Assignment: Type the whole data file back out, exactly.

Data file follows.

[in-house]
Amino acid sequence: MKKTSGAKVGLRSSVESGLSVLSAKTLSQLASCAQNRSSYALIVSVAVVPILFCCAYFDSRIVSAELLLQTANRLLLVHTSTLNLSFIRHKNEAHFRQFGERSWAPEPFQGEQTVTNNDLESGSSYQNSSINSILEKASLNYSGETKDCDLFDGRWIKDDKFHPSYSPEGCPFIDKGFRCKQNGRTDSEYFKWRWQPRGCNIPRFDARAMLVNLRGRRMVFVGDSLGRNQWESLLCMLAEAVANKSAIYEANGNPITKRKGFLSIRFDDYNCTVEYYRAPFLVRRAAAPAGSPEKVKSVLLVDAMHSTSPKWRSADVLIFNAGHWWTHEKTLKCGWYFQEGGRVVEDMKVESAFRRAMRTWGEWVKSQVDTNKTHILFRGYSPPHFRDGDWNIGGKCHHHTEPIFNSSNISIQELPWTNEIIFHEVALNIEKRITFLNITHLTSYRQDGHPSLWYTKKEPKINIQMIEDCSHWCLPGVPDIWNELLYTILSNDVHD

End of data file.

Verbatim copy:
[in-house]
Amino acid sequence: MKKTSGAKVGLRSSVESGLSVLSAKTLSQLASCAQNRSSYALIVSVAVVPILFCCAYFDSRIVSAELLLQTANRLLLVHTSTLNLSFIRHKNEAHFRQFGERSWAPEPFQGEQTVTNNDLESGSSYQNSSINSILEKASLNYSGETKDCDLFDGRWIKDDKFHPSYSPEGCPFIDKGFRCKQNGRTDSEYFKWRWQPRGCNIPRFDARAMLVNLRGRRMVFVGDSLGRNQWESLLCMLAEAVANKSAIYEANGNPITKRKGFLSIRFDDYNCTVEYYRAPFLVRRAAAPAGSPEKVKSVLLVDAMHSTSPKWRSADVLIFNAGHWWTHEKTLKCGWYFQEGGRVVEDMKVESAFRRAMRTWGEWVKSQVDTNKTHILFRGYSPPHFRDGDWNIGGKCHHHTEPIFNSSNISIQELPWTNEIIFHEVALNIEKRITFLNITHLTSYRQDGHPSLWYTKKEPKINIQMIEDCSHWCLPGVPDIWNELLYTILSNDVHD